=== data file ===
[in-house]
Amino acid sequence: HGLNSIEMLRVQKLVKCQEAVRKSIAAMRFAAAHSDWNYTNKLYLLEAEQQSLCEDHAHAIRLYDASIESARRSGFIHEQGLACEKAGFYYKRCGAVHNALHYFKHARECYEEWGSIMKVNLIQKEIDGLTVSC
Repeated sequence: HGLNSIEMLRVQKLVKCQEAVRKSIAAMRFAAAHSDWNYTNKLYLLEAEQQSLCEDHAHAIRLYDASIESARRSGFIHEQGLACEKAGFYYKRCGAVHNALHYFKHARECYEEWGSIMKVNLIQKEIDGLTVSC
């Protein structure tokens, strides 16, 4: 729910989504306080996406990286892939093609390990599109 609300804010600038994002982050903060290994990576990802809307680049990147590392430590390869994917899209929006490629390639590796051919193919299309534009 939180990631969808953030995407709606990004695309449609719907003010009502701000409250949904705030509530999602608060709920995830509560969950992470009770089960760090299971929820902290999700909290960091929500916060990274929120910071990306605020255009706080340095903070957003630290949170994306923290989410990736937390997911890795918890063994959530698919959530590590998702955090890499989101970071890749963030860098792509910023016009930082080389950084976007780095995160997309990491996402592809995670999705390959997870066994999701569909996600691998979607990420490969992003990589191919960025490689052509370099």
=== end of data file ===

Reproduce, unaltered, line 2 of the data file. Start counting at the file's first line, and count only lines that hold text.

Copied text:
Amino acid sequence: HGLNSIEMLRVQKLVKCQEAVRKSIAAMRFAAAHSDWNYTNKLYLLEAEQQSLCEDHAHAIRLYDASIESARRSGFIHEQGLACEKAGFYYKRCGAVHNALHYFKHARECYEEWGSIMKVNLIQKEIDGLTVSC